Introduction: Stylish Detergent Bottle Watering Can

Picture of Stylish Detergent Bottle Watering Can

There are a ton of great ways to reuse every day items. I'm sure we have all seen different ways to use a plastic bottle! So why don't we? The reality is, aesthetics make a difference. Design can mean the difference between reusing a bottle or throwing it out or recycling it. When we upcycle or reuse items, we want something that not only functions well but looks good too! Anyone can punch holes in a bottle and call it a watering can, but do you really want that junky looking thing sitting on the table next to your plants?

Enter "The Stylish Detergent Bottle Watering Can."

Step 1: Materials

Picture of Materials

1. Empty detergent bottle

2. Knife

3. Gorilla glue (super glue)

4. Spray paint

Step 2: Remove the Pouring Spout

Picture of Remove the Pouring Spout

Carefully cut around the rim of the pouring spout with the knife. Once it's removed, pry out the plastic rim left on the inside of the spout.

Step 3: Trace the Outline of the Pouring Spout Onto the Top Third of the Bottle

Picture of Trace the Outline of the Pouring Spout Onto the Top Third of the Bottle

Trace, or score with the knife a circle on the top third of the bottle.

Step 4: Cut Out the Hole for the Spout Using the Knife

Picture of Cut Out the Hole for the Spout Using the Knife

When cutting, cut along the outside of your traced circle. You may need to take a little more off later if the hole is too small. This is the most difficult step because you want it as close to perfect as possible!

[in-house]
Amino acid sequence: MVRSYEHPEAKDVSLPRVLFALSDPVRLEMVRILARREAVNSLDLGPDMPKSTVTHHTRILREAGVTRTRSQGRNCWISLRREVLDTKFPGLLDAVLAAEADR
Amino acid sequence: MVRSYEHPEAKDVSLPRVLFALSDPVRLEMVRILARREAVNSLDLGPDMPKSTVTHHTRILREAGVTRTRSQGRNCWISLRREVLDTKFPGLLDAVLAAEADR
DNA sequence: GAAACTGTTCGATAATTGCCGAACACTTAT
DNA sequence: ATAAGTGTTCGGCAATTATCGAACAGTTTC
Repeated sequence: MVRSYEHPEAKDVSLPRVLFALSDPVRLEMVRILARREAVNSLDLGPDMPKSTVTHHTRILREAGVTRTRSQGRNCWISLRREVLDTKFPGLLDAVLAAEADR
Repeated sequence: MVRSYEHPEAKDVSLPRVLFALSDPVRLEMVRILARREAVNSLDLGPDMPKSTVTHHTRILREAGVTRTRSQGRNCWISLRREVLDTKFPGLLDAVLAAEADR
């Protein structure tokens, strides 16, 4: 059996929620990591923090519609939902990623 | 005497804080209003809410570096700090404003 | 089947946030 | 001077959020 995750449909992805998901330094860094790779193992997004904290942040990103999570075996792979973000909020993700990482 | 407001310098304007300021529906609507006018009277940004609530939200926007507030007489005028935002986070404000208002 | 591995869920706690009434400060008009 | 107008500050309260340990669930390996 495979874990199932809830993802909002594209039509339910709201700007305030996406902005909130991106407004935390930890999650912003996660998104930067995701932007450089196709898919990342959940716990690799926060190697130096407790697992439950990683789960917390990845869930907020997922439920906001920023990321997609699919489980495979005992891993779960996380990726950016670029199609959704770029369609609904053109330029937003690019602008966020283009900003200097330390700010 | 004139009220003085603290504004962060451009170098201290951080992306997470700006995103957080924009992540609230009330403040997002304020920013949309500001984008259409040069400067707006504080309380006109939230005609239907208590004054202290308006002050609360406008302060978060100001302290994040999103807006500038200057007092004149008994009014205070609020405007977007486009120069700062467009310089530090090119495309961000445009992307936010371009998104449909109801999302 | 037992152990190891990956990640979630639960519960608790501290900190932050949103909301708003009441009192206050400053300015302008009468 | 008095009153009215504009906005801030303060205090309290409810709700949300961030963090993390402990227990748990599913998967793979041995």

Step 5: Apply Glue to the Spout and Attach It to the Bottle

Picture of Apply Glue to the Spout and Attach It to the Bottle

Use a healthy ammount of glue so it can form a seal around the spout to prevent leakage. Attach the spout to the bottle. Once the glue has dried, use the knife to trim away any excess or bulging glue spots to make it look as neat a possible.

Step 6: Paint It and Poke It!

Picture of Paint It and Poke It!

This is the step that makes that garbage look aesthetically pleasing! Make sure to paint that cap too! Once the paint is dry, use the knife (or a drill if you have one) to put holes in the cap to turn the cap into a sprinkle attachment for gentle watering

Step 7: Water Away!

Picture of Water Away!

The cap becomes a sprinkling attachment for more delicate watering!

Another bottle was saved from a landfill, and it looks good on your plant table or ledge! This is a great project for kids to learn about upcycling. Lets see how many bottles we can save from landfills!

Make sure you click the "I made it" tab!

Comments

ktml13 (author)2015-07-05

how sweet is this...have been looking for a 'good' size watering can...nothing seemed to work or fit my ideal...PERFECT...also great gifts for friends who plant!

thanks!!!!!!!!!!!!!!!

mshonnie (author)2015-05-01

Wowww what a great idea I was just going to purchase a gal.metal watering can, but now I have found this and have a few laundry detergent bottles I have saved over time, I can now make this one, thank you for such a great idea.

anne.selmon (author)2015-01-11

Wonderful idea! I just emptied a detergent bottle and I'm gonna try making one.

bifaerie79 (author)2014-04-27

Very nice! I've been wanting a watering can but don't want to buy one due to the high prices ($20 for a cheap plastic one). I love upcycling and this is a super great example of it! Thanks for the great instructable!

NSH (author)2014-03-16

Love the final product. I'm eyeing the half full detergent bottle for a future project. Have you considered a light sanding around the spout to smooth out the glue?

Triplezee (author)NSH2014-03-17

Sanding is a great idea. I will do it on the next one!

Looking at the finished product, you would never guess it started out as a detergent bottle!

SonicLoverSeth (author)2014-03-17

Eco-freindly upcycling at its finest!

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